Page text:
New Hope Redevelops Blighted Properties
Change is underway on the northern edge of New Hope, where lots that have blighted homes are now getting new life.
Tuesday night the city of New Hope voted to purchase the sixth house in the area near 62nd avenue North and Louisiana Avenue North. Getting rid of dilapidated homes has been a priority for the city of New Hope for years. Now, the city is focusing their attention on problem areas with clusters of eye sore homes.
Focusing on 62nd Avenue North
“Right now the momentum in New Hope is on 62nd Avenue,” says Aaron Chirpich, community development specialist for the city of New Hope. “That area is located in the northeast corner of the city on our border with Crystal and Brooklyn Park.”
On Wednesday construction crews were hard at work tearing down one of the six dilapidated homes in that area.
“Revitalization is one of the primary goals,” added Chirpich. “We are really trying to look at some of the areas that have some older homes, and infusing them with some new construction activity. We’ve seen that by doing that it can help stabilize property values and bring the neighborhood up a little bit.”
While making the city a prettier place to live is a priority, increasing the tax base is also a primary focus.
“When you take a lower valued property out and replace it with a high valued home you increase your tax base,” added Chirpich. “Increasing the tax base increases tax revenue for the city. The last 20 projects that we’ve completed have increased the base in New Hope by just over 4-million dollars.”
The Program Operates in Two Different Ways
“The scattered sight housing program consist of two primary activities,” says Chirpich. “Acquisition demolition is the first. That’s where dilapidated and distressed homes are acquired, torn down, and then those lots are resold to builders. The second is acquisition rehabilitation resell. That’s where the city acquires a house, fixes it up, then resells it.”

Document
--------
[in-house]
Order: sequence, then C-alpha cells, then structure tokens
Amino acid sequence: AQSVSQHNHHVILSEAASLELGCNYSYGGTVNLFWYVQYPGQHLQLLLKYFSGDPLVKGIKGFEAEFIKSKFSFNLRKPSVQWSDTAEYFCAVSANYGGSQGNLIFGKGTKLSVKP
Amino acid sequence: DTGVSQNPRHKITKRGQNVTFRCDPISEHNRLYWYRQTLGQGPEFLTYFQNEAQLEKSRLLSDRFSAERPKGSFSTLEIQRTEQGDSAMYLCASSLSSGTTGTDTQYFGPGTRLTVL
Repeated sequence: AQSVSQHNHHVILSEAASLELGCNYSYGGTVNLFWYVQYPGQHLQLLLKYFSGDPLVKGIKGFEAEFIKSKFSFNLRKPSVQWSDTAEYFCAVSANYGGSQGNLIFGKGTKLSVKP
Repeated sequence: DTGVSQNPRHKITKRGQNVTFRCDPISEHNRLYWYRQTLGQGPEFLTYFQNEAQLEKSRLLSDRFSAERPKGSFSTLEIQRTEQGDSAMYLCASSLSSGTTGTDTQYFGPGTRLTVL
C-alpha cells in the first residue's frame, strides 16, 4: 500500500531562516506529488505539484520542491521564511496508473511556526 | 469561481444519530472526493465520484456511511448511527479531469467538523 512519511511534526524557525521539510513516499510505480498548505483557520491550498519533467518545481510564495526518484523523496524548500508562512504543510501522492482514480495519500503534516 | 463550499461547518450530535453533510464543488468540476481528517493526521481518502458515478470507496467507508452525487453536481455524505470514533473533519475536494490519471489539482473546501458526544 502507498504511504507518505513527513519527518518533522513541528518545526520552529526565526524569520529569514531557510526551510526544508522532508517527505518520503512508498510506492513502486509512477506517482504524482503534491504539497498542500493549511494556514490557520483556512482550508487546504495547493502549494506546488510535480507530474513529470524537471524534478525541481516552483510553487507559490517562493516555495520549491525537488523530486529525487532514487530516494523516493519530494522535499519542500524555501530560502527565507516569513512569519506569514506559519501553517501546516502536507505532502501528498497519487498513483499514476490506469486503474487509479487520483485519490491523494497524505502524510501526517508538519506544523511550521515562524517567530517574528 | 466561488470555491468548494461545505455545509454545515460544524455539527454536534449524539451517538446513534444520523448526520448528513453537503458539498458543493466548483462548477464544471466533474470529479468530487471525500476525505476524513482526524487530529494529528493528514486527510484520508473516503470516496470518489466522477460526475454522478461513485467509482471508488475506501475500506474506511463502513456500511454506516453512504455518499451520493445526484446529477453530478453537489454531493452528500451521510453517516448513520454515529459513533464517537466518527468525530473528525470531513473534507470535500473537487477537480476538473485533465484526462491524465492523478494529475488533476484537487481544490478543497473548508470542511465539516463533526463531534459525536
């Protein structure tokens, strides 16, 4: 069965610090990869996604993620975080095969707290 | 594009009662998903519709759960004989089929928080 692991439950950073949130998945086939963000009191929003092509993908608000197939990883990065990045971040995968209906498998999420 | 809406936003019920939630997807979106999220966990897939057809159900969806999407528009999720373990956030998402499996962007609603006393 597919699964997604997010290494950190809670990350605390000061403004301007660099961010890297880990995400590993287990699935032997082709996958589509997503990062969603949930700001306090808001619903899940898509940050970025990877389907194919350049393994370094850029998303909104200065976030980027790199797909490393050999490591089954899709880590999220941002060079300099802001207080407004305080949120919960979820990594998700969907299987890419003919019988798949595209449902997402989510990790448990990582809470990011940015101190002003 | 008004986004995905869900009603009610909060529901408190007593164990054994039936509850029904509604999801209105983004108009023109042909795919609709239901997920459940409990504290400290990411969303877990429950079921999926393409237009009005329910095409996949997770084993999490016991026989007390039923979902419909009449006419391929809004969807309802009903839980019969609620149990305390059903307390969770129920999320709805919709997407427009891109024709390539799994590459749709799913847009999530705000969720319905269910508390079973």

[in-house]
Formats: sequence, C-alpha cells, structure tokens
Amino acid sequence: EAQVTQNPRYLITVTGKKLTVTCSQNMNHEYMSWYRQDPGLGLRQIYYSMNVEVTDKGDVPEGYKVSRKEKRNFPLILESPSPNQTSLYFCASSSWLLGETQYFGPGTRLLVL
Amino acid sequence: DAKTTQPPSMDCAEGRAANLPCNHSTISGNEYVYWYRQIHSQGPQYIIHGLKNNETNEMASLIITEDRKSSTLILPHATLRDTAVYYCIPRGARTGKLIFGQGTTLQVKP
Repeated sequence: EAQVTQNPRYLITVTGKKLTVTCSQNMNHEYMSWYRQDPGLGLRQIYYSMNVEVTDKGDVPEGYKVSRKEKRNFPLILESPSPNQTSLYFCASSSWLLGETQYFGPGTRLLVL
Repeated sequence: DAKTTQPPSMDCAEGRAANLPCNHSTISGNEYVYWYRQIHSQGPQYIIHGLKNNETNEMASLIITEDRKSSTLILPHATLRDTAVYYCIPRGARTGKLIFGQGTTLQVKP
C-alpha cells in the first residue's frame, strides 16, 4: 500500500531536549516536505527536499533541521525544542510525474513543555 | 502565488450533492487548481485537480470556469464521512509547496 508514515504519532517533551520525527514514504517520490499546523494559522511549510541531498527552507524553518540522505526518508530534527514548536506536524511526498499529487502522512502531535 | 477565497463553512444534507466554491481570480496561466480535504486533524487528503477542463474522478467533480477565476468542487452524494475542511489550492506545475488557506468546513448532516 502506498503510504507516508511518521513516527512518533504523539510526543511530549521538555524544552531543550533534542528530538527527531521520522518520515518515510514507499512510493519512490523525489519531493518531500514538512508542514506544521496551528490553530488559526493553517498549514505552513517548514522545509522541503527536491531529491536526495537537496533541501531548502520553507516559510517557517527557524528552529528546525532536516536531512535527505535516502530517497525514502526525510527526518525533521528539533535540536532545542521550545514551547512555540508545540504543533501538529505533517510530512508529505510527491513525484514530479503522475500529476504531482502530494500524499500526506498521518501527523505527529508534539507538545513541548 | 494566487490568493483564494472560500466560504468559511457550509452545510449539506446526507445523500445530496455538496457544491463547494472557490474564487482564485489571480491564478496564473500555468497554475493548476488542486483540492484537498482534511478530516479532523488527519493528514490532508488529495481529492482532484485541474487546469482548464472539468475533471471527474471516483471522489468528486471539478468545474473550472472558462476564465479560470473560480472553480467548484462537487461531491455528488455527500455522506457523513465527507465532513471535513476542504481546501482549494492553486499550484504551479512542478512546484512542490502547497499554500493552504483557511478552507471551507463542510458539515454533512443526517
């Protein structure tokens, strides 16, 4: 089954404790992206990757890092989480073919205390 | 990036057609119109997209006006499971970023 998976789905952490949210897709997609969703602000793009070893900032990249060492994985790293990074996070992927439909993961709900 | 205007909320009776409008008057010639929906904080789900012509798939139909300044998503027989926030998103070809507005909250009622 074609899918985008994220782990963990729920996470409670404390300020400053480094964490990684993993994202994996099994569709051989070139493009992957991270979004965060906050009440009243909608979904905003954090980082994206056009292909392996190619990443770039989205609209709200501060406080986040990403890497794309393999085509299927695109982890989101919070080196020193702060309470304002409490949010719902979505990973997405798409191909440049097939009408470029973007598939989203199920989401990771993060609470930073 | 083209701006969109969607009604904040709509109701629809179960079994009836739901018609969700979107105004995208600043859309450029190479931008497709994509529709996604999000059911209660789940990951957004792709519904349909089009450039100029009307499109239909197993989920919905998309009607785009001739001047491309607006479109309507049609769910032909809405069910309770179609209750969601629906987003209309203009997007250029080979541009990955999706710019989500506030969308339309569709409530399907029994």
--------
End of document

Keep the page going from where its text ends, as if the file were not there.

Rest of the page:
All of the homes are sold on a volunteer basis. Right now, the city is focusing predominantly on demolition activities. However, both have strong support from community members.
“I know that most of the houses in the neighborhood to bring them up to code would be really expensive,” says Mike Grogan a New Hope resident who lives nearby. “My house I think needs 80-thousand dollars’ worth of work. So, I think it’s a good thing. I know it bring up my property value.”
The program is valuable to New Hopes economic development, and is something the city hopes to continue moving forward.
“Scatter Sight Housing in general will be a priority of the city for years to come,” added Chirpich.
For more information about the Scattered Sight Housing Project call 763-531-5114. You can also visit the city of New Hopes website.